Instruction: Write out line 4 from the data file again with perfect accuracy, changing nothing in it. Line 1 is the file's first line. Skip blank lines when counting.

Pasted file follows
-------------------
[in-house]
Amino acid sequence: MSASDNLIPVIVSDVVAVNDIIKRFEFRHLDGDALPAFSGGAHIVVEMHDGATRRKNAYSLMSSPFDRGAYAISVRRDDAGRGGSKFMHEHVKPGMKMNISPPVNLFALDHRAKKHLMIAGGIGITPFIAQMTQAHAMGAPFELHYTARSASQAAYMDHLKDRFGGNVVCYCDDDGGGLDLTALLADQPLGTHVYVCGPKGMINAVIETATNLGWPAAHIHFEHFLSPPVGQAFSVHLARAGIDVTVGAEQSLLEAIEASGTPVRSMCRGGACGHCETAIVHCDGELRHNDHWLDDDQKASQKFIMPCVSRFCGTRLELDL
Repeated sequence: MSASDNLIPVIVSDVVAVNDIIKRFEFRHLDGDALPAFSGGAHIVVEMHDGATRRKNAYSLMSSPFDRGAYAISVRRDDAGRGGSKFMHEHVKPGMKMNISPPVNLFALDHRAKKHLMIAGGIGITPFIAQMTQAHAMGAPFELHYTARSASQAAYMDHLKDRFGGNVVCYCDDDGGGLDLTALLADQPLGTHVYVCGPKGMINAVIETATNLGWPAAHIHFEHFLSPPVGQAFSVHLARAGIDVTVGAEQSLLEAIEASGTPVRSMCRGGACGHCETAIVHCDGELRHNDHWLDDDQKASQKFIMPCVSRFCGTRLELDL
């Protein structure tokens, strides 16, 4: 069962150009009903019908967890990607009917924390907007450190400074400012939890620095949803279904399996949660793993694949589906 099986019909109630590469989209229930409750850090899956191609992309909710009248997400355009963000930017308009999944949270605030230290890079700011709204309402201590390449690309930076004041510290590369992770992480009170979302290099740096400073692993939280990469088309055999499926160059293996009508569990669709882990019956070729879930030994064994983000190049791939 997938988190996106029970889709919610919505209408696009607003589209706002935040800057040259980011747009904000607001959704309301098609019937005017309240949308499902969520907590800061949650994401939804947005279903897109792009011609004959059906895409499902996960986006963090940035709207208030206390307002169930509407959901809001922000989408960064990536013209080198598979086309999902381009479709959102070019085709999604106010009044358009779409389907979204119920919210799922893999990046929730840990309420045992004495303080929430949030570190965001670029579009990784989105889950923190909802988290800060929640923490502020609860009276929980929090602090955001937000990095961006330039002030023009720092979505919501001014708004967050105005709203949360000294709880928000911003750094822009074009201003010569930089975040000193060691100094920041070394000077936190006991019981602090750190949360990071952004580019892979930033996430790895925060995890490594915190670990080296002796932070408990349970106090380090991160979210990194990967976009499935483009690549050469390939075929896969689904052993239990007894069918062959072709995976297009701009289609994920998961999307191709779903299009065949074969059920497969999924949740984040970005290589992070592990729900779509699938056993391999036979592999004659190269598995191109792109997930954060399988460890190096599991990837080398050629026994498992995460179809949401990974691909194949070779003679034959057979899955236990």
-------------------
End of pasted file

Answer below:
């Protein structure tokens, strides 16, 4: 069962150009009903019908967890990607009917924390907007450190400074400012939890620095949803279904399996949660793993694949589906 099986019909109630590469989209229930409750850090899956191609992309909710009248997400355009963000930017308009999944949270605030230290890079700011709204309402201590390449690309930076004041510290590369992770992480009170979302290099740096400073692993939280990469088309055999499926160059293996009508569990669709882990019956070729879930030994064994983000190049791939 997938988190996106029970889709919610919505209408696009607003589209706002935040800057040259980011747009904000607001959704309301098609019937005017309240949308499902969520907590800061949650994401939804947005279903897109792009011609004959059906895409499902996960986006963090940035709207208030206390307002169930509407959901809001922000989408960064990536013209080198598979086309999902381009479709959102070019085709999604106010009044358009779409389907979204119920919210799922893999990046929730840990309420045992004495303080929430949030570190965001670029579009990784989105889950923190909802988290800060929640923490502020609860009276929980929090602090955001937000990095961006330039002030023009720092979505919501001014708004967050105005709203949360000294709880928000911003750094822009074009201003010569930089975040000193060691100094920041070394000077936190006991019981602090750190949360990071952004580019892979930033996430790895925060995890490594915190670990080296002796932070408990349970106090380090991160979210990194990967976009499935483009690549050469390939075929896969689904052993239990007894069918062959072709995976297009701009289609994920998961999307191709779903299009065949074969059920497969999924949740984040970005290589992070592990729900779509699938056993391999036979592999004659190269598995191109792109997930954060399988460890190096599991990837080398050629026994498992995460179809949401990974691909194949070779003679034959057979899955236990």